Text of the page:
One of the duties I most dreaded at a previous job of mine was evaluating the dogs for a local pet store. The pet store owner would go pick up new shipments of puppies at the airport, drop all 14, 16, 25 crates off at the clinic, and one of the vets would have to ‘sign off’ on the puppies before they headed to the store.
The puppies all came with paperwork from the, ahem, “breeder” (aka puppy mill.) We would look at them to check for heart murmurs, cleft palates, that sort of thing. The dog store owner would angrily respond if we noted the pets were overly lethargic, “Well, they just off a long flight and they are dehydrated, that’s all!” as if that was OK.
If one of the staff vets noted too many problems, he would request that vet not participate in the health evaluations. Needless to say, I was banned pretty early on in my time at that clinic.
That memory was the first thing that came to mind when I heard the horrible story of the 7 puppies who died on a recent American Airlines flight. When the story first broke, it was not clear if the dogs were adults or puppies; it is still not clear if the puppies all belonged to one shipper or not- but that is certainly looking like a strong possibility.
When I sign off on a health certificate for a pet, I’m ensuring the pet appears healthy and safe for travel. That being said, there are obvious risk factors that put otherwise healthy pets at increased risk for problems during air travel:
- Breed- Brachycephalic breeds like English bulldogs and pugs have a much harder time with extreme temperatures and are disproportionately represented in the numbers of pets dying during air travel
- Age- the very young and very old are more sensitive to stress
- And the most problematic external factor, environmental temperature.
Most airlines have a policy regarding temperature; American itself supposedly will not fly pets when temperatures are predicted to exceed 85 degrees at any point on the journey. Pets are usually pretty safe in the temperature controlled cargo area itself; the dangerous times are on the ground, on the tarmac. Why, then, were those puppies allowed on the plane when the temperature in Tulsa was 86 in the early morning hours?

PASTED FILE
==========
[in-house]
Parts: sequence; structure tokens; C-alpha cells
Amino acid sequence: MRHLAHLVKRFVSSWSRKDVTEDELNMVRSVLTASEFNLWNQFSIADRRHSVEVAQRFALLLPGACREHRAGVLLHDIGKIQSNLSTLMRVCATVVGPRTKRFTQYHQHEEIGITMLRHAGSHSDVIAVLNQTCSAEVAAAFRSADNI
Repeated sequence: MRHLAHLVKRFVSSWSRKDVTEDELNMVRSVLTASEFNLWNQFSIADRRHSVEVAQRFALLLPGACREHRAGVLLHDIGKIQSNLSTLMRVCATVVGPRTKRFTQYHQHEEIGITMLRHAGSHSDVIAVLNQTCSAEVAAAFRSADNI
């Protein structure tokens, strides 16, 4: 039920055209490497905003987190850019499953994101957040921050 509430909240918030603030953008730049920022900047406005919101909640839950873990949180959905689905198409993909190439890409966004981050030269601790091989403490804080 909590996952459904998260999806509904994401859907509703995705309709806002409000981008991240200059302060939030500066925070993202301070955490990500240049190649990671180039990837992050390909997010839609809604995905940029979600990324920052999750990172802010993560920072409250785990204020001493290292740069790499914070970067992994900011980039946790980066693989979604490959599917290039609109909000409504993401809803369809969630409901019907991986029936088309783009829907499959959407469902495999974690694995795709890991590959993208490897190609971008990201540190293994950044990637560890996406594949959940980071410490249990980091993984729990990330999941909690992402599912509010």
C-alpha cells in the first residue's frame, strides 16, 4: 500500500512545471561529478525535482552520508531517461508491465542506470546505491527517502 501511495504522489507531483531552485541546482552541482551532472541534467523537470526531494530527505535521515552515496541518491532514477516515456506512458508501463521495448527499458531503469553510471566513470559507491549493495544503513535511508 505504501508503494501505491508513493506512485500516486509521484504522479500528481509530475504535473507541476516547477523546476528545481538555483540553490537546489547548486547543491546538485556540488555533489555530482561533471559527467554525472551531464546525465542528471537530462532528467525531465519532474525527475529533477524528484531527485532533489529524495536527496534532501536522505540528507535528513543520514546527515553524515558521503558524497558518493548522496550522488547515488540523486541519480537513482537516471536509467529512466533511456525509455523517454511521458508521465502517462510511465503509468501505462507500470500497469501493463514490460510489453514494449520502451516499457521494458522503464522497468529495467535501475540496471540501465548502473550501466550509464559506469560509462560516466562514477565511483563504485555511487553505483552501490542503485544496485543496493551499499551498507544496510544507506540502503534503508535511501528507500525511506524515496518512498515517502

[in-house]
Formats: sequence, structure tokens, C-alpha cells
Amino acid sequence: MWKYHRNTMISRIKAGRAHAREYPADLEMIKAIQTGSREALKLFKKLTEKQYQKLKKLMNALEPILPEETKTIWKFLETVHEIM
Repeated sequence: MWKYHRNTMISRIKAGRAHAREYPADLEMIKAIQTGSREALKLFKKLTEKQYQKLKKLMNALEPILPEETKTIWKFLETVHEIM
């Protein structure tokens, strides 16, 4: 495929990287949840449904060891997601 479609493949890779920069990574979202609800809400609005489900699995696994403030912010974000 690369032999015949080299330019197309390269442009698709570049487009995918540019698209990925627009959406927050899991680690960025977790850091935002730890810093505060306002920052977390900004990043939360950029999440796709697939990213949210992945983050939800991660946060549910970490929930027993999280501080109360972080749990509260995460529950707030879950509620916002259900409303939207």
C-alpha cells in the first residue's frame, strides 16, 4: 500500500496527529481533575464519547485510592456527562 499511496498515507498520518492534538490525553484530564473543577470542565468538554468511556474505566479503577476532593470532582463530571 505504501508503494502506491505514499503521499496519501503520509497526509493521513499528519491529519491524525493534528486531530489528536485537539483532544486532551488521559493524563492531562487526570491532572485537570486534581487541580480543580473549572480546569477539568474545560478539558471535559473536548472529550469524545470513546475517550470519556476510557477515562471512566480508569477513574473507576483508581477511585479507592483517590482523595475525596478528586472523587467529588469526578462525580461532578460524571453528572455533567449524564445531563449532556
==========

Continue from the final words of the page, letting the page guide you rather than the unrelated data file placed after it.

On rare occasions I am asked to sign a statement of acclimatization, stating a pet has been acclimated to certain temperatures outside the normal “safe” range. I refuse. How the heck could a dog who lives in San Diego possibly be acclimatized to temperatures below 45 degrees? It’s an attempt for airlines to cover themselves, in essence by displacing the liability onto me by making me sign a statement saying, “Oh sure, he’ll be fine.”
The gets me yelled at sometimes by angry clients who are determined to ship a pet in conditions that are clearly risky. I’m OK with that. It’s better to have an angry client with a live pet than an angry one with a dead pet and a piece of paper signed by me stating that the pet would be fine.
The absence of any sort of statement from the puppy owner(s) makes me wonder exactly what happened. How could they not realize it was almost 90 degrees when they dropped the pets off? Were they warned, and just shrugged it off? Did a gate agent drop the ball?
We might never know the answers, but it serves as a sad reminder of why the rules are what they are. Pets can and do die when we take undue risks with these travel arrangements. It’s so sad.